Val Bertoia Relaxing Spray Sculpture, 2014

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Contemporary artist Val Bertoia's 'Relaxing Spray Sculpture'. This kinetic sculpture is made of two groupings of stainless-steel wires that were made by Harry Bertoia (circa 1950s-1960s). The wires were silver-melted together at the ends then mounted horizontally on a stainless steel stem and base. Inscribed B-1821 on the side of base and is sold with a Title of Authentication from Bertoia Studio.

Val Bertoia, son of artist Harry Bertoia, was born in Santa Monica, California in 1949. In 1950, Harry moved his family to Pennsylvania, to establish a studio, and to work with Hans and Florence Knoll. Val grew up there and went on to study Mechanical Engineering at Indiana Institute of Technology in Ft. Wayne, Indiana in the 1960s. In the 1970s, Val worked with his father, Harry, in making and installing large-scale sculptures for architects worldwide. And by 1979, Val continued the sculpture-business of his father's legacy.

Provenance: Acquired directly from Val Bertoia.
Details
Creator
Harry Bertoia (Artist), 
Val Bertoia (Artist)
Production Type
One of a Kind
Production Time
Available Now
In the Style Of
Mid-Century Modern
Place of Origin
United States
Date of Manufacture
2014
Period
21st Century
Materials and Techniques
Silvered   Steel
Condition
Excellent. Bertoia Studio's crate included with purchase for transporting sculpture.
Dimensions
14 in. H x 42 in. W x 6 in. D
36 cm H x 107 cm W x 15 cm D
Dealer Location
New York, NY
Number of Items
1
Reference Number
1501238633617

About Harry Bertoia (Artist)

Sculptor, furniture and jewelry designer, graphic artist and metalsmith, Harry Bertoia was one of the great cross-disciplinarians of 20th-century art and design and a central figure in American modernism. Among furniture aficionados he is known for the wire-lattice “Diamond” chair (and its variants such as the tall-backed “Bird” chair) designed for Knoll Inc. and first released in 1952. As an artist, Bertoia is revered for a style that was his alone. Bertoia’s metal sculptures are by turns expressive and austere, powerful and subtle, intimate in scale and monumental. All embody a tension between the intricacy and precision of Bertoia’s forms and the raw strength of his materials: steel, brass, bronze and copper.

     Fortune seemed to guide Bertoia’s artistic development. Born in northeastern Italy, Bertoia immigrated to the United States at age 15, joining an older brother in Detroit. He studied drawing and metalworking in the gifted student program at Cass Technical High School. Recognition led to awards that culminated, in 1937, in a teaching scholarship to attend the Cranbrook Academy of Art in suburban Bloomfield Hills, one of the great crucibles of modernism in America. There, Bertoia made friendships — with architect Eero Saarinen, designers Charles and Ray Eames and Florence Schust Knoll and others — that shaped the course of his life. He taught metalworking at Cranbrook, and when materials rationing during World War II limited the availability of metals, Bertoia focused on jewelry design. He also experimented with monotype printmaking, and 19 of his earliest efforts were bought by the Guggenheim Museum.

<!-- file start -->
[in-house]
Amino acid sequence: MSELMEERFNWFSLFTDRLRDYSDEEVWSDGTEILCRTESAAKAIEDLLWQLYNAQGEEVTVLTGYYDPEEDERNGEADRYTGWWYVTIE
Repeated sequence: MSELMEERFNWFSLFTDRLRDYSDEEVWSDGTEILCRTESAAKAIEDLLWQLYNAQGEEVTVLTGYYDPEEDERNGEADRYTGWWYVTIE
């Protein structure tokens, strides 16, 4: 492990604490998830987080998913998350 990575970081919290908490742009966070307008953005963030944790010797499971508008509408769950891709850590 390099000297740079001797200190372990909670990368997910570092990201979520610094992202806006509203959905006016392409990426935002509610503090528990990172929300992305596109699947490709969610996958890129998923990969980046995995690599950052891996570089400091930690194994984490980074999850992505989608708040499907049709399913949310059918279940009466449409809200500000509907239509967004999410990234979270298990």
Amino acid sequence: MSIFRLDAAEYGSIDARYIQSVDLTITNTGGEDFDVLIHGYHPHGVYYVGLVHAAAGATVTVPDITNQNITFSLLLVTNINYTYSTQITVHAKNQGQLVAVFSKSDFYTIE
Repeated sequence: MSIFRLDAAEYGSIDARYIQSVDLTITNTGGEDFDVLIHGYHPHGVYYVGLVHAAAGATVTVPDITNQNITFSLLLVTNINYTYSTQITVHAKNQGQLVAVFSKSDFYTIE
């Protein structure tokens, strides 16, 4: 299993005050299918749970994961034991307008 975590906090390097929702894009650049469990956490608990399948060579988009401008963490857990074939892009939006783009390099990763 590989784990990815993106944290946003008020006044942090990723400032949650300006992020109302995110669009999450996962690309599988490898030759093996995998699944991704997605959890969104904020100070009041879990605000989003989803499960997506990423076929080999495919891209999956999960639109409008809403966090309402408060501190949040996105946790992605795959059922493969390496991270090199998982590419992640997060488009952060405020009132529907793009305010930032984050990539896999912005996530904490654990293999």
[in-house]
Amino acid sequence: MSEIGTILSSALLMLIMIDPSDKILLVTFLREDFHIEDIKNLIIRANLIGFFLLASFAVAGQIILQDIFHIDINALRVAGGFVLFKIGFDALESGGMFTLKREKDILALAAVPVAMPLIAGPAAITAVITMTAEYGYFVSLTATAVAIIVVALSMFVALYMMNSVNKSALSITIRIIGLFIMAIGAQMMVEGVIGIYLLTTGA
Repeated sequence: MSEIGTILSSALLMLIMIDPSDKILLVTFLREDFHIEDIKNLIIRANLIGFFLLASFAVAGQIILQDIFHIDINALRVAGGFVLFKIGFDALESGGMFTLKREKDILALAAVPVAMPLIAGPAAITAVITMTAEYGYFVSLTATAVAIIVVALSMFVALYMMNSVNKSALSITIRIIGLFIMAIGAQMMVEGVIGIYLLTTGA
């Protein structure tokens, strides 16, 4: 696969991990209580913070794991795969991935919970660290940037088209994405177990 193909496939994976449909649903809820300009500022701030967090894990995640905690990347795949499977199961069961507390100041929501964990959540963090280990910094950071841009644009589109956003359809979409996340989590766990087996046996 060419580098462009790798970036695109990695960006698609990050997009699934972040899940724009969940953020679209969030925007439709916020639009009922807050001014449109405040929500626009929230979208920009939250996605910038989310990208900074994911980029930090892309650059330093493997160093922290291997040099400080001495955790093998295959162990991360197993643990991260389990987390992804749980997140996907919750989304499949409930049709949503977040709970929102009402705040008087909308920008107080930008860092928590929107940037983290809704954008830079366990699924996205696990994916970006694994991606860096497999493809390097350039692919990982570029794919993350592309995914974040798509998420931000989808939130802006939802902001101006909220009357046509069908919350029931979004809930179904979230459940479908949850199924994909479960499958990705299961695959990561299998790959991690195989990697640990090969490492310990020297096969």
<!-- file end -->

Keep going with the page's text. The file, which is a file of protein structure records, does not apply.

In 1943, he left Cranbrook to work in California with the Eameses, helping them develop their now-famed plywood furniture. (Bertoia received scant credit.) Late in that decade, Florence and Hans Knoll persuaded him to move east and join Knoll Inc. His chairs became, and remain, perennial bestsellers. Royalties allowed Bertoia to devote himself full-time to metal sculpture, a medium he began to explore in earnest in 1947.

     By the early 1950s Bertoia was receiving commissions for large-scale works from architects — the first came via Saarinen — as he refined his aesthetic vocabulary into two distinct skeins. One comprises his “sounding sculptures” — gongs and “Sonambient” groupings of rods that strike together and chime when touched by hand or by the wind. The other genre encompasses Bertoia’s naturalistic works: abstract sculptures that suggest bushes, flower petals, leaves, dandelions or sprays of grass. As you will see on these pages, Harry Bertoia was truly unique; his art and designs manifest a wholly singular combination of delicacy and strength.

Address
Highland Park
200 Lexington Avenue
Ste 1039 (10th Floor)
New York NY 10016
US
(646) 832-4194
Associations
  • 20th Century Specialists
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